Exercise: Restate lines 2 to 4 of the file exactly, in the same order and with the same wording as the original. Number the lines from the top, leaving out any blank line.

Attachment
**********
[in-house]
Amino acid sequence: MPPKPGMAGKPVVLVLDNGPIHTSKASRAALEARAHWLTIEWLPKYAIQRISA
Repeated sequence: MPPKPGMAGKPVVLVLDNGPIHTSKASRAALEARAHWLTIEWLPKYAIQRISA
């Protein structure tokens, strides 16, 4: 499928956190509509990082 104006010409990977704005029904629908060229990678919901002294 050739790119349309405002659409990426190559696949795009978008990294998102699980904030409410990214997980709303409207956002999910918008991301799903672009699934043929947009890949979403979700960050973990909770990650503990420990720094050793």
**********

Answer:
Amino acid sequence: MPPKPGMAGKPVVLVLDNGPIHTSKASRAALEARAHWLTIEWLPKYAIQRISA
Repeated sequence: MPPKPGMAGKPVVLVLDNGPIHTSKASRAALEARAHWLTIEWLPKYAIQRISA
């Protein structure tokens, strides 16, 4: 499928956190509509990082 104006010409990977704005029904629908060229990678919901002294 050739790119349309405002659409990426190559696949795009978008990294998102699980904030409410990214997980709303409207956002999910918008991301799903672009699934043929947009890949979403979700960050973990909770990650503990420990720094050793």